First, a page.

Is it accurate to say in digital audio that, when a fader is down, then its value is “-$\infty$”?

Is it accurate to say in digital audio that, when a fader is down, then its value is "-$\infty$"?

What has confused me is, whether it's really $-\infty$ or some lower bound of the amplitude. it could be that the $-\infty$ is just a "joke" by the developers and it doesn't have mathematical validity.

• I would associate that position with 0 rather than minus infinity. A fader denotes amplification, or in mathematical terms, multiplication (by the value of the fader). Multiplication by minus infinity would involve reversal of phase and infinite multiplication at which point the console is blowing the fuse... I wonder if this is the fader of a specific parameter though. Where did you see it? BTW, this is a rare occurence but this sounds more like something we could have answered in chat rather than here where it feels a bit off-topic – A_A Aug 9 '18 at 13:38
• @A_A It's the full scale. 0dB corresponds to full amplitude and $\min_{a} -a$ is the lowest value representable in the used bit depth. – mavavilj Aug 9 '18 at 13:39
• @mavavilj 0 dB corresponds to unity gain. A fader can amplify or attenuate, so they typically go from −∞ dB to +12 dB or so, with a mark at 0 dB. – endolith Aug 9 '18 at 17:49
• @A_A The minus infinity is in decibels, so you're not multiplying by infinity; you're multiplying by 0. Negative decibels are attenuation, not polarity flip. (and positive decibels are gain.) Polarity flip cannot be represented in decibels. – endolith Aug 9 '18 at 17:51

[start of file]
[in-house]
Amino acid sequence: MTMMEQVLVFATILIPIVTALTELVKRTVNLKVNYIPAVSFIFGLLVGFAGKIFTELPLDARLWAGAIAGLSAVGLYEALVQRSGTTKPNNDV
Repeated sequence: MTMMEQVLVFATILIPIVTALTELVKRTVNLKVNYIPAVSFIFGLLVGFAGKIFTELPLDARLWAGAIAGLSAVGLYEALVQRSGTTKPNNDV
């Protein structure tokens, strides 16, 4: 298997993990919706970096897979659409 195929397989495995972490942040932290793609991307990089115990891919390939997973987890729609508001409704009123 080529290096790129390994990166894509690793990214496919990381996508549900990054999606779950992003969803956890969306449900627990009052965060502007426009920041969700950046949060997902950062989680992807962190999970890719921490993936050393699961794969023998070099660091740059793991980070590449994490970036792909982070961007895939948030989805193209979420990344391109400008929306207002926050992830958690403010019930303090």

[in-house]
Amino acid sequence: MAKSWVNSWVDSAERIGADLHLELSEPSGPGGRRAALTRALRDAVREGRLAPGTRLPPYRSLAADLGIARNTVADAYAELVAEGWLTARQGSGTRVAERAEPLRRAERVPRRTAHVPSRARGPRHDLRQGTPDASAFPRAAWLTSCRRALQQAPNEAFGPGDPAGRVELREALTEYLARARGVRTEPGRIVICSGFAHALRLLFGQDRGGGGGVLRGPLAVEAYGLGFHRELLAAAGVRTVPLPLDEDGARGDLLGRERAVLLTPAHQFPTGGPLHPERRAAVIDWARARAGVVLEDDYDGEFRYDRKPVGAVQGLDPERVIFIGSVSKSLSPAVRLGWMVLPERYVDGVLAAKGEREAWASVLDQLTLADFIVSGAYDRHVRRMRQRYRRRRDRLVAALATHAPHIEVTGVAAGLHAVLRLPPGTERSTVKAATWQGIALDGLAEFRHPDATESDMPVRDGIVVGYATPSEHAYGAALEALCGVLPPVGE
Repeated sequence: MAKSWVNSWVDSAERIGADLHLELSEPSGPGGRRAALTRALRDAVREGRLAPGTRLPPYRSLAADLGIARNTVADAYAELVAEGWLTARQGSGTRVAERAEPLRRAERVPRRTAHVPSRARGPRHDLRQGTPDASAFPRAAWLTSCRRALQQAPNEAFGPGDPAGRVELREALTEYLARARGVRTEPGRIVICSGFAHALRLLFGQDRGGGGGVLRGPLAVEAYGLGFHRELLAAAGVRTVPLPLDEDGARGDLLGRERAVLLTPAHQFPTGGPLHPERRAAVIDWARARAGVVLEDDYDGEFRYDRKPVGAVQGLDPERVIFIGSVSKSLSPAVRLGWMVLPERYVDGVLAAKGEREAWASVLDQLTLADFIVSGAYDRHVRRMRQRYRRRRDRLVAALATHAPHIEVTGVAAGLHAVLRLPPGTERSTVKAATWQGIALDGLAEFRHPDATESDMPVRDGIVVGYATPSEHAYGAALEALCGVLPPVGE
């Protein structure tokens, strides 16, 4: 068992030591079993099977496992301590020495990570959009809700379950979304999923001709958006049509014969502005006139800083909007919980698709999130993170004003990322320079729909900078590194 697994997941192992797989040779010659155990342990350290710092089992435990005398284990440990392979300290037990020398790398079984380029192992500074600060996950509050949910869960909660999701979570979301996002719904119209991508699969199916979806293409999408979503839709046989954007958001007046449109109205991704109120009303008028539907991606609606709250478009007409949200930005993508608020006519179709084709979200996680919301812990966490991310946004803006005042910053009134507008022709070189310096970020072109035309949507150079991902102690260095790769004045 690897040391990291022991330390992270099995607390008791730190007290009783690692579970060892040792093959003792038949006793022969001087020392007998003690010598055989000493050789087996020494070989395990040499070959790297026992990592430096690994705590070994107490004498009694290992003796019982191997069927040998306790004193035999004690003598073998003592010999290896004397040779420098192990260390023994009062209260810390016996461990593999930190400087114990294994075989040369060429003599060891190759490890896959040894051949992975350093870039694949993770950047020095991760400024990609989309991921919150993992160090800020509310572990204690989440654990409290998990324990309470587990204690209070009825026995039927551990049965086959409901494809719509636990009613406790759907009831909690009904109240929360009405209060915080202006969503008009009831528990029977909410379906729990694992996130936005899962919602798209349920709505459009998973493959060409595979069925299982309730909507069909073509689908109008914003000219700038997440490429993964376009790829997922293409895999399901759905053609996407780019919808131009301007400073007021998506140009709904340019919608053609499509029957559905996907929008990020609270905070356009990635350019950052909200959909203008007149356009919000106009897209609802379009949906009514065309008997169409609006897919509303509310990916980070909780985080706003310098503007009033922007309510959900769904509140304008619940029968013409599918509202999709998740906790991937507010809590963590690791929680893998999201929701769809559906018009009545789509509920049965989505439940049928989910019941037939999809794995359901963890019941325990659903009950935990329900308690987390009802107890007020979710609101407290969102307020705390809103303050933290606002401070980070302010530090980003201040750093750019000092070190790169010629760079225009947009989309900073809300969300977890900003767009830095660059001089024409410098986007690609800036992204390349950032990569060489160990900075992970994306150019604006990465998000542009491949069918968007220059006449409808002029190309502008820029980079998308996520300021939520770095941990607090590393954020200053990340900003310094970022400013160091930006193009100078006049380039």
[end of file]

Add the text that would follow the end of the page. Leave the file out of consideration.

• @endolith Thanks, you are right and so is Jojek. I wasn't thinking about dB at all at that point. – A_A Aug 9 '18 at 18:41

If by "its" you mean the value of the fader, then yes - it's absolutely correct. Fader defines the attenuation of the signal with respect to the reference level. The units are in logarithmic scale.

For example, no amplification (or in other words, multiplication of the signal by 1) corresponds to $0\; \mathrm{dB}$ since $10\log_{10} 1 = 0$.

If you want to completely attenuate your signal, then you have to multiply everything by $0$, hence $10\log_{10} 0 = -\infty$.

• or, stated differently: $$10^{\frac{-\infty}{10}}=0$$ so the gain coefficient is $0$. and when you multiply any sample by $0$, you get $0$ as a result. and $0$ for a slew of audio samples sound like silence. – robert bristow-johnson Aug 10 '18 at 16:58

Maybe a table of decibels vs multiplication factors will help:

\begin{array} {|r|r|r|} \hline +12\ \textrm{dB} & 4× & \textrm{amplification}\\ \hline +6\ \textrm{dB} & 2× & \textrm{amplification}\\ \hline 0\ \textrm{dB} & 1× & \textrm{unity gain, no change}\\ \hline -6\ \textrm{dB} & \frac 1 2× & \textrm{attenuation}\\ \hline -20\ \textrm{dB} & \frac 1 {10}× & \textrm{attenuation}\\ \hline -\infty\ \textrm{dB} & 0× & \textrm{silence}\\ \hline \end{array}

So if you set the fader to +6 dB, you're doubling the height of the waves. If you set it to −6 dB you're halving the height of the waves, etc.